Becoming a landlord can be a great way to build your wealth or to make use of a second property that you own. But, property management can take a lot of work, too. Whether you’re leasing your apartment to family, friends, or to tenants you just met, there is one crucial thing to keep in mind: You’re not a host. You’re a business owner.
There are many financial matters to consider. It’s essential to know all about them so that you can manage your rental property well.
Primary duties of a landlord
Being a landlord comes with a great deal of financial and legal responsibility. Some of the significant duties of a landlord include:
- Finding responsible tenants. This includes advertising and showing your property, and screening applicants.
- Preparing and executing a lease. The lease, or rental agreement, must conform to legal requirements, and include information such as the lease period, rent amount, and tenant names, and must specify lease terms and conditions.
- Maintaining the property. Your property must be safe and fit to live in and must comply with all health and building codes. You may need to be available at all hours to respond to urgent tenant issues.
- Collecting rent. There may be periods when the property is vacant, or your tenant hasn’t paid the rent on time, so make sure you’re prepared for the financial ramifications.
Find your price range
You want your rent to cover all the expenses of owning your property while also earning you a substantial monthly income. You need to calculate your costs but also be mindful of the rental market in your area.
Depending on your region’s rental market, you might face stiff competition from other landlords in the area. That’s why it’s essential to put thought into how much you should charge for rent. Ideally, you’ll have enough to cover all of your monthly expenses and still make a profit, but you also need to make sure your property is attractive to potential renters. Otherwise, you either won’t be able to find tenants at all, or they’ll leave as soon as they find a better offer.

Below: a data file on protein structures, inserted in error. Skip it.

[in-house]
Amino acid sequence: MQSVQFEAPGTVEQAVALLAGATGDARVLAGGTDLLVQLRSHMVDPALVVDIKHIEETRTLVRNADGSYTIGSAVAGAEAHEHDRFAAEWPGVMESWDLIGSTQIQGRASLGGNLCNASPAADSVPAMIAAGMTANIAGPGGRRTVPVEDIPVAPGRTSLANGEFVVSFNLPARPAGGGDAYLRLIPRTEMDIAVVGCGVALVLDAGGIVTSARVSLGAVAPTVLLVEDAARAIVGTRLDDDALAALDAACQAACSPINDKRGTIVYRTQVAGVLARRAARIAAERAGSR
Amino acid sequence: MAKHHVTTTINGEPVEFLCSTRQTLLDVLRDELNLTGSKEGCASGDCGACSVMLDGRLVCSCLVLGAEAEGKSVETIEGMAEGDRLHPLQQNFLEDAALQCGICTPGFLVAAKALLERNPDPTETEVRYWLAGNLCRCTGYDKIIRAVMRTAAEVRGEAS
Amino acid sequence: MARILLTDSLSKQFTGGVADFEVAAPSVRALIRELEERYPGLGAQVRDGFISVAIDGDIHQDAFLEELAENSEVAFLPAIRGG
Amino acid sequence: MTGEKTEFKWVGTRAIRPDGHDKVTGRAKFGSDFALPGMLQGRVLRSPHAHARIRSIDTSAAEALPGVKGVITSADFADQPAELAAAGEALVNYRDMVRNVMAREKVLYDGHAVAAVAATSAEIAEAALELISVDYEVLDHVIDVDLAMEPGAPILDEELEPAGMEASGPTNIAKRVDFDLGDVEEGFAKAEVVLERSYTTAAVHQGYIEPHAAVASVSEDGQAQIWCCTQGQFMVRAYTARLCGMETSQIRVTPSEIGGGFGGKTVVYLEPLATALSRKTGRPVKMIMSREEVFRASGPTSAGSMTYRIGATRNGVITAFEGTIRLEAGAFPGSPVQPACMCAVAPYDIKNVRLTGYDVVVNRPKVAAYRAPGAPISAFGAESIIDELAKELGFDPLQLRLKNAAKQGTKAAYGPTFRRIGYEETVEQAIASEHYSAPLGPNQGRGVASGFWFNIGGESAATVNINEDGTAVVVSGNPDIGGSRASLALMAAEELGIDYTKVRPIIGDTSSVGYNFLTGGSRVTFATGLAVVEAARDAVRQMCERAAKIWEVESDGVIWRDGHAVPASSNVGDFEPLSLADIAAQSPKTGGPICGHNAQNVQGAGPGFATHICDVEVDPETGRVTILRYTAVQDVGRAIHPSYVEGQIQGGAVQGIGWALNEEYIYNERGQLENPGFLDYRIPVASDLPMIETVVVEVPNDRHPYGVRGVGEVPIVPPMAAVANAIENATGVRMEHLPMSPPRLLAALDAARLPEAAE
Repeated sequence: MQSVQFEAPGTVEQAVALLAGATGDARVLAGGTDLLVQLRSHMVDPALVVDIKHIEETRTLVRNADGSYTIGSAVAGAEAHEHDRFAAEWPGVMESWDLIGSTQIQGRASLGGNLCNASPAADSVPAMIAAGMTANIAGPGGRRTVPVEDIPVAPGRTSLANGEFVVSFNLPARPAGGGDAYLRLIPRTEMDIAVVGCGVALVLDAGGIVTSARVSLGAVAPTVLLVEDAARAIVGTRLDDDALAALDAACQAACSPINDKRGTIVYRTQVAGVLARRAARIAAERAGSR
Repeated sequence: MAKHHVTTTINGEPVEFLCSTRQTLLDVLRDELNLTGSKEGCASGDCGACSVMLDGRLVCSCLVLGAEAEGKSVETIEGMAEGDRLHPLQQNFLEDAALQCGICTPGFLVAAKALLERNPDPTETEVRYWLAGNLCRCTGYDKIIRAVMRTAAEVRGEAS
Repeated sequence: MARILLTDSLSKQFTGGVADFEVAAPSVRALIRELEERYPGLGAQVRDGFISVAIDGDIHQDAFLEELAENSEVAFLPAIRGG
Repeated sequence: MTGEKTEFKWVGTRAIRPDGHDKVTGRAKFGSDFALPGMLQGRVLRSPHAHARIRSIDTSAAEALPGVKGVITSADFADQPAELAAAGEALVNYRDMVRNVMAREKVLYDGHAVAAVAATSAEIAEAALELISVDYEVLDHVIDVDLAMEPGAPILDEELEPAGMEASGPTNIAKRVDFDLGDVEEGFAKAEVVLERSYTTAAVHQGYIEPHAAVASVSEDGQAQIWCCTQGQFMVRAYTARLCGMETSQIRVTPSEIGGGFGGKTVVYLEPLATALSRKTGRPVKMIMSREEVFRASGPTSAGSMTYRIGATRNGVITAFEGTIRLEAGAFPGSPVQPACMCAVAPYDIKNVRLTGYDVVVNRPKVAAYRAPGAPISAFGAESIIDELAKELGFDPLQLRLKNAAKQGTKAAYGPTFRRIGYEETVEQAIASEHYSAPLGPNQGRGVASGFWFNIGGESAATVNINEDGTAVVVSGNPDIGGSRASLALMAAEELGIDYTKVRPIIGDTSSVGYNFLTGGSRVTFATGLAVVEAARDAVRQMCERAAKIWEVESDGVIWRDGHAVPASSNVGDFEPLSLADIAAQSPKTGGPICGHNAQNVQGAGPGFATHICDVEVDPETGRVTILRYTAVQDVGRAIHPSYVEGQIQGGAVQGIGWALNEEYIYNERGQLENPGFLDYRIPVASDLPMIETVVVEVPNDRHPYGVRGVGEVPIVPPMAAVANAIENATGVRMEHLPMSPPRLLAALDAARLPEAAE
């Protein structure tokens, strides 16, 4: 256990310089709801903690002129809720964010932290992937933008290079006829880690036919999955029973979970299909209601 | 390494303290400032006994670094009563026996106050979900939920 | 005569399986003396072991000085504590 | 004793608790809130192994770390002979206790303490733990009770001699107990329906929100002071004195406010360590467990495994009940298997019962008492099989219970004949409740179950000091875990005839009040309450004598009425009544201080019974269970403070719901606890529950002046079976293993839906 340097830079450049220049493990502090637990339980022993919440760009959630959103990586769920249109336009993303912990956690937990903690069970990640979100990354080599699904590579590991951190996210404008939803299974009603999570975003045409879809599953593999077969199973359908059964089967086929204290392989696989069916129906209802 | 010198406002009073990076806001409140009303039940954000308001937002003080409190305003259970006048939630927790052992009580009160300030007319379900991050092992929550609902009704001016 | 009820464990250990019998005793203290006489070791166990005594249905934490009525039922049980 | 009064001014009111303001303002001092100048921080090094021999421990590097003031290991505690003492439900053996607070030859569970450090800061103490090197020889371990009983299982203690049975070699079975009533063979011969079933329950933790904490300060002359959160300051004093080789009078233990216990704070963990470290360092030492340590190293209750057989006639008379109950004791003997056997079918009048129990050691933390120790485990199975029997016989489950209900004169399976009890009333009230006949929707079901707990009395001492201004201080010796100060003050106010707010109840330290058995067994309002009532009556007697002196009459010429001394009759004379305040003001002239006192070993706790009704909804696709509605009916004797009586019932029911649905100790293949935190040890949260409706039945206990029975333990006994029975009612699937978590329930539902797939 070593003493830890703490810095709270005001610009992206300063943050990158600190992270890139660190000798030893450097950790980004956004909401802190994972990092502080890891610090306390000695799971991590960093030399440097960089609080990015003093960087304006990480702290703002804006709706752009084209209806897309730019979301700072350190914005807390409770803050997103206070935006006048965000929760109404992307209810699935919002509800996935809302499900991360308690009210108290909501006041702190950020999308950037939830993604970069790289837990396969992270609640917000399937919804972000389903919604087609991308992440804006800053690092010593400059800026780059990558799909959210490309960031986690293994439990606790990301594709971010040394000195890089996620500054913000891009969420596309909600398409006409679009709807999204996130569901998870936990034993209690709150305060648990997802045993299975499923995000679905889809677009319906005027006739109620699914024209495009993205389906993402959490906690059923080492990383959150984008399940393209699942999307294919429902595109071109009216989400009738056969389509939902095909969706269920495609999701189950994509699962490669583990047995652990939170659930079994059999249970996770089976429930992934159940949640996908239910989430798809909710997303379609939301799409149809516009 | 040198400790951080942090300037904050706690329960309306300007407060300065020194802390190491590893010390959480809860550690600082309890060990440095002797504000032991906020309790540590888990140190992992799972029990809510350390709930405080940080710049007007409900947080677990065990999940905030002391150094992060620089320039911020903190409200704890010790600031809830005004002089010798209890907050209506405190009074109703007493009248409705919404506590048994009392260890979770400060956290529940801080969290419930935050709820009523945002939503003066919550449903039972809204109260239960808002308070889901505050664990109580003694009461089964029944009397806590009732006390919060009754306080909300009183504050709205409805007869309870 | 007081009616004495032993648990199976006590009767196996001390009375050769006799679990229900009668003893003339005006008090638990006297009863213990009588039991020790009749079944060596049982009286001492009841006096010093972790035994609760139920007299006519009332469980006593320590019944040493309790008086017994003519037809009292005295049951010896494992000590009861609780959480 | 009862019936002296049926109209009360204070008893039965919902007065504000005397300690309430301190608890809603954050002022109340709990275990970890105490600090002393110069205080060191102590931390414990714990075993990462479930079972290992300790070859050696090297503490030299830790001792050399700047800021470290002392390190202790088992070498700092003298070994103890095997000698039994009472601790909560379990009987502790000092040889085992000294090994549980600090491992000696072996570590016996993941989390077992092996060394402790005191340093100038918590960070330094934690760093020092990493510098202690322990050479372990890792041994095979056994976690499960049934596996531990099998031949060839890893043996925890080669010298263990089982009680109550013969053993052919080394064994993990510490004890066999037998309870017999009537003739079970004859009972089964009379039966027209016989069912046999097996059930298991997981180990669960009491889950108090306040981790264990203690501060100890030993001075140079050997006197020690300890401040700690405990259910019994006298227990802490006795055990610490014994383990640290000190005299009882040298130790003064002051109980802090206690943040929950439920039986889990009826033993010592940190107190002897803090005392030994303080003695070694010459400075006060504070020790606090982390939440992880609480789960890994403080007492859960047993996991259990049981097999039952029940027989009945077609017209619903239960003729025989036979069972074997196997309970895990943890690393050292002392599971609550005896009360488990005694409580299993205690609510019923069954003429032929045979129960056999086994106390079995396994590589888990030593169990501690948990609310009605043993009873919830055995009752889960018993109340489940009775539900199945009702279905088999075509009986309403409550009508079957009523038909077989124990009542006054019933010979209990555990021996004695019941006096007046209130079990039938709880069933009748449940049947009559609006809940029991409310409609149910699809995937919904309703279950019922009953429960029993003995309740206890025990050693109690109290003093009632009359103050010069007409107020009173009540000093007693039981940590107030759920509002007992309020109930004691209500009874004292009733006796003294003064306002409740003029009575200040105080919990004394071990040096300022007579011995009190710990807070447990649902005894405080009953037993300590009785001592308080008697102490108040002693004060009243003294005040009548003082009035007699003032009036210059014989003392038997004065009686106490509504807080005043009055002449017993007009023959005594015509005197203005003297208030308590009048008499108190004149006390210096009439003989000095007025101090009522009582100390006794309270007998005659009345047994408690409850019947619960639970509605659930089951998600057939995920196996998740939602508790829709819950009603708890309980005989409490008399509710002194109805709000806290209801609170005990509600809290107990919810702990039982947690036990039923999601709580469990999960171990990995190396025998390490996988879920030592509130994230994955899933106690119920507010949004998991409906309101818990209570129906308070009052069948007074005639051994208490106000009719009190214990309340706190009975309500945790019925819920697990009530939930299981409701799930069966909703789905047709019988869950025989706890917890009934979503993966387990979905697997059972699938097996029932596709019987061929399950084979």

Learn about taxes
Check how your rental income will be taxed. This might influence your decision to get and rent a property in the first place. It might also help you decide where you want to have rental property if you’re considering several different places. Landlord taxes are not the same as homeowner taxes.
You should have a record of every cost related to your property. This could help you become eligible for some great tax benefits that might help write off many of your costs and fees. It will also allow you to be on top of your expenses and even lower them as much as you can.
Make collecting rent a priority
You want to make money from your property, so make sure you collect rent on time. Set clear expectations to your tenants about the day rent is due, and outline how many grace days they’ll have for late payments. If they exceed that limit, enforce a consistent late-payment penalty. Of course, you don’t want to be harsh to someone struggling to make payments.
The best way to manage rent collection is to offer automatic online payments. Not only will this eliminate the need to cash checks each month, but it will also lead to consistent, timely payments.
Get to know your rights and what you can do if a tenant stops paying rent, as well, just to be safe.
Run a background check
Taking the time to screen potential applicants can go a long way in protecting your investment.
Too many landlords rush to fill a vacancy rather than taking the time to make sure the prospective tenant is a better option than an empty property. If you have time, you may want to drive by a prospective tenant’s current living space – that is what your property will probably look like when that tenant comes to live there.
Check the insurance requirements
Contact your insurance company to find out what type of insurance you need to cover your rental property. You may need a landlord or rental dwelling policy that covers damage to the home’s structure and provides liability coverage to protect against legal fees and medical costs in the event your tenant or someone else is hurt on the property.
There may also be additional coverage you choose to add to your policy to fit your property’s needs.
Keep everything on the record
Keeping good records is essential. Having proper maintenance and repair records will substantiate that you’ve fully addressed property issues in the event of a dispute with a tenant.
Other necessary documentation includes legally required forms such as move-in and move-out inspections and security deposit receipts and supporting documents for rental income and expenses that will be especially important at tax time.